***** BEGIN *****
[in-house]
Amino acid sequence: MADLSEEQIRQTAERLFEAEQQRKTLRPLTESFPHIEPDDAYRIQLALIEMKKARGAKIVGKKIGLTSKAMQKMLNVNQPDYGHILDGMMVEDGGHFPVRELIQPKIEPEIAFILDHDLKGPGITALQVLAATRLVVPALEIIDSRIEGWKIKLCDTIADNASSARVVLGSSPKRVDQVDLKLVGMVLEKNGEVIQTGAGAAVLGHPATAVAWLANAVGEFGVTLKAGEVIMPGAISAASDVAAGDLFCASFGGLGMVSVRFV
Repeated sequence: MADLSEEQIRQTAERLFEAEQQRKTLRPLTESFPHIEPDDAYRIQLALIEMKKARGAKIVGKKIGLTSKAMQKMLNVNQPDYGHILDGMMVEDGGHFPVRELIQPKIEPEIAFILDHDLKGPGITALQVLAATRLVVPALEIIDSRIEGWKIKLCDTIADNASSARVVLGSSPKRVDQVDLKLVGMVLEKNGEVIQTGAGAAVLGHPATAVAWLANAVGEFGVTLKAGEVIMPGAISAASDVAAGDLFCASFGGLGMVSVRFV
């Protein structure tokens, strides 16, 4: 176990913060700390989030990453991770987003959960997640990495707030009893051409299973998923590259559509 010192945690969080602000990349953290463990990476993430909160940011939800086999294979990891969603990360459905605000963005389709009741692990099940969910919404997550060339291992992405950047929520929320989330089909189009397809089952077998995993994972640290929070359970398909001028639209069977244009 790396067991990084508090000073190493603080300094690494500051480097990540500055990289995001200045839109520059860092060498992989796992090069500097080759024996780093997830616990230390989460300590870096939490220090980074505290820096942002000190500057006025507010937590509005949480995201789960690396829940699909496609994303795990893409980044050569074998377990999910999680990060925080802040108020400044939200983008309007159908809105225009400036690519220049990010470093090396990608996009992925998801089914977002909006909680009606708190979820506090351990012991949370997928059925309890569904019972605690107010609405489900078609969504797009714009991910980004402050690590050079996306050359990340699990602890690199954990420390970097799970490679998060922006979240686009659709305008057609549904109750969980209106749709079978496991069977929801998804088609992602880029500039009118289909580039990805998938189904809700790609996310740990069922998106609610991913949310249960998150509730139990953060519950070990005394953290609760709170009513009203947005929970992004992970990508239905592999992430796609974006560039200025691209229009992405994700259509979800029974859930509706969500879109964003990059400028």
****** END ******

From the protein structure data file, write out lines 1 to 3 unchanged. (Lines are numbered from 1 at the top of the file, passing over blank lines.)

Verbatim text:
[in-house]
Amino acid sequence: MADLSEEQIRQTAERLFEAEQQRKTLRPLTESFPHIEPDDAYRIQLALIEMKKARGAKIVGKKIGLTSKAMQKMLNVNQPDYGHILDGMMVEDGGHFPVRELIQPKIEPEIAFILDHDLKGPGITALQVLAATRLVVPALEIIDSRIEGWKIKLCDTIADNASSARVVLGSSPKRVDQVDLKLVGMVLEKNGEVIQTGAGAAVLGHPATAVAWLANAVGEFGVTLKAGEVIMPGAISAASDVAAGDLFCASFGGLGMVSVRFV
Repeated sequence: MADLSEEQIRQTAERLFEAEQQRKTLRPLTESFPHIEPDDAYRIQLALIEMKKARGAKIVGKKIGLTSKAMQKMLNVNQPDYGHILDGMMVEDGGHFPVRELIQPKIEPEIAFILDHDLKGPGITALQVLAATRLVVPALEIIDSRIEGWKIKLCDTIADNASSARVVLGSSPKRVDQVDLKLVGMVLEKNGEVIQTGAGAAVLGHPATAVAWLANAVGEFGVTLKAGEVIMPGAISAASDVAAGDLFCASFGGLGMVSVRFV